The Newsroom Episode 2.1 “First Thing We Do, Let’s Kill All the Lawyers”
Welcome back for season two of The Newsroom, Aaron Sorkin’s pay cable magnum opus. Last season I was admittedly a bit hard on The Newsroom. While I see this show as an improvment over Sorkin’s deservedly maligned Studio 60, The Newsroom’s first season often mistook ripped from the headline fact for character, and simplistic moralizing for profundity. Plus none of the romantic subplots clicked. Ever. Well, having watched the first four episodes of season two (I’ll only be discussing episode one, “First Thing We Do, Let’s Kill All The Lawyers,” here) I am happy to report that Sorkin seems to have fixed many of the problems that plagued season one… and in a few cases replaced them with all new problems.
When last we left our verbose heroes, News Night anchor Will McAvoy (Jeff Daniels) had called out the Tea Party as being “the American Taliban,” a label which seems more appropriate for a Reddit comment thread than as the apex of a season of grown-up television, but whatever. When we pick up with Will two weeks later, he has started to feel the consequences of his accusation, at first in easily dismissible ways like the ACN network brass being shut out of Congressional hearings. Soon however, Will is quietly forced out of the network’s 10th anniversary 9-11 coverage, amidst fears that his presence will prove too inflammatory. To me this proves a believable setback for McAvoy, who is too often portrayed as perched loftily above the reach of the petty disputes that surround him. This also seems a slight mea culpa on Sorkin’s part, admitting that while calling the Tea Party the American Taliban may have felt righteously cathartic, it was a tad hyperbolic, and would likely invite blowback.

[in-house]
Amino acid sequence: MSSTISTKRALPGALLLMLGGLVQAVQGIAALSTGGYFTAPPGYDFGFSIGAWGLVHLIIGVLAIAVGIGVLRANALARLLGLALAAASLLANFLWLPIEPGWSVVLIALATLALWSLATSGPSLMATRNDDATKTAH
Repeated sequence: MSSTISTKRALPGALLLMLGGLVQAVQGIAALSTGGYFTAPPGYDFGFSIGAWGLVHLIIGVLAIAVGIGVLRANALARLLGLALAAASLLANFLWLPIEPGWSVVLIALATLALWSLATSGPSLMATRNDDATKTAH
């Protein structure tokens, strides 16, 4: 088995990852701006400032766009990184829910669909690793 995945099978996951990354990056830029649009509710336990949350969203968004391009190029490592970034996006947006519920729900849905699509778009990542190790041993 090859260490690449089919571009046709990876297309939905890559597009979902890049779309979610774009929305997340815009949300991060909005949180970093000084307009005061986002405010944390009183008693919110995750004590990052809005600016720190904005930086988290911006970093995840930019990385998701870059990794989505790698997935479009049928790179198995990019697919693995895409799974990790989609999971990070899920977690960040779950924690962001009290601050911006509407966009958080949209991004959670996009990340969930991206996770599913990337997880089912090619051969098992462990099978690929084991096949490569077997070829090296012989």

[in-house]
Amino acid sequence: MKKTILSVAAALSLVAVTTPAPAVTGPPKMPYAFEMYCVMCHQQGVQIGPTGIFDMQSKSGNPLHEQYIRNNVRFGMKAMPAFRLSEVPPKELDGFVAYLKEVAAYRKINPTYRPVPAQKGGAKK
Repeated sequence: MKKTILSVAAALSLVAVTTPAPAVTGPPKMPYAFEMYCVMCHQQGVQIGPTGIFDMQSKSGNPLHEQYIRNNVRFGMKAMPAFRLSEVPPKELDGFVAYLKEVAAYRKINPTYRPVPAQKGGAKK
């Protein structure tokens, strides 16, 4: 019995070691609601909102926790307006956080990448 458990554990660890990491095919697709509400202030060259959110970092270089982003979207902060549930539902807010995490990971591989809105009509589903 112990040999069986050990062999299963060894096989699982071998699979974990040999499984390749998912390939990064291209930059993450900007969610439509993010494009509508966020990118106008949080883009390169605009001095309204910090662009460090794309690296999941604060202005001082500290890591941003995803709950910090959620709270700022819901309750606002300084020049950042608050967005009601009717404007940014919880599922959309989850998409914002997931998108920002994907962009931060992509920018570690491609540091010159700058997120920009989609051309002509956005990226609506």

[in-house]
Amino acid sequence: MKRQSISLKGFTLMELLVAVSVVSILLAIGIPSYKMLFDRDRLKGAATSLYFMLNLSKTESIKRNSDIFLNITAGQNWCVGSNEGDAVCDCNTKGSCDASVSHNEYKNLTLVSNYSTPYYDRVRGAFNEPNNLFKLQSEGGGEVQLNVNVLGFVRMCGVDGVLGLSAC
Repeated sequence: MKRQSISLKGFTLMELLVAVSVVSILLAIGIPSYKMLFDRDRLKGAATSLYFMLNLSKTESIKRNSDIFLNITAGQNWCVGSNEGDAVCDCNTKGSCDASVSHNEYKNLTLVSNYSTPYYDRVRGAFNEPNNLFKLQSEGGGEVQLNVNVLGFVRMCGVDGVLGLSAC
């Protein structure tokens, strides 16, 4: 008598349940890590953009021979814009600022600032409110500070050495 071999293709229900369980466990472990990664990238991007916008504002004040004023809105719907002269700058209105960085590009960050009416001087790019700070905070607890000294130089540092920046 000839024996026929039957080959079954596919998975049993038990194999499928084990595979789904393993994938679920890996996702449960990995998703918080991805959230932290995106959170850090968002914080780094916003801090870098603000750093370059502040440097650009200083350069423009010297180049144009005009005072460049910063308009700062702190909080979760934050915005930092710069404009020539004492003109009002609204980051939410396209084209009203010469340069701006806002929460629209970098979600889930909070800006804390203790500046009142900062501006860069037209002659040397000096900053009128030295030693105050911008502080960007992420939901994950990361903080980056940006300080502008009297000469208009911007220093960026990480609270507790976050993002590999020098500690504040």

Meanwhile, MacKenzie McHale (Emily Mortimer) plays a largely supporting role in this first episode, though a sharper focus seems to have been brought to her role within the Newsroom world. Gone is the MacKenzie who awkwardly blurts out romantic confessions in professional settings, leaving us with a character seemingly more in line with the one we were introduced to in the pilot. In the season’s opening hour we see MacKenzie deftly navigate and solve a potentially actionable error during a live broadcast; firmly yet fairly voice objections to Neal’s proposed coverage of a protest, only to come around to tentatively trust him; and confront Will on a blown opportunity following a challenging interview. This is the MacKenzie McHale who is believable as one of the toughest, smartest Executive Producers in network news, and Mortimer acquits herself nicely, showing an ease and tenacity that were so often missing in the writing last season.
As for the remaining supporting players, we pick up just where we left off with the often insufferable Jim-Maggie-Don love triangle. Jim (John Gallagher Jr.) continues to pine after Maggie (Alison Pill), who is happily reunited with Don (Thomas Sadoski)… though she is obviously in love with Jim. Except then, as if to answer my prayers… Don is sent a link to a YouTube video, featuring Maggie’s screamed confession of love for Jim from last year’s season finale. While the idea of Maggie happening to infodump her entire romantic feelings for Jim onto the Sex and the City tour bus (ugh…) which Jim coincidentally happened to be on seemed preposterous last season, I personally found the idea of the video eventually making it’s way online believable. And if it gets into the hands of Don and ends their insufferable relationship and advances the story past the holding pattern we spent season one in, I’m all for it!
Earlier I mentioned Reddit, and that thankfully seems to be something that The Newsroom seems to have course corrected over it’s hiatus. Whereas the first season often relied on the characters having a cartoonishly limited understanding of the internet (23-year-old intern Maggie actually claimed to have thought LOL stood for “lots of love”) for season two someone seems to be sitting Sorkin down and explaining to him how human beings actually interact with the internet. This growth is most notable in the difference between where we left News Night blogger Neal Sanpat (Dev Patel), and where we find him last week. In the season one finale we last saw him infiltrating that most dangerous internet cabal known to man… a group of forum trolls. Aaron Sorkin’s disdain for angry and anonymous online commenters is well-documented, and he depicted Neal’s descent into their ranks as a Donnie Brasco-level undercover operation.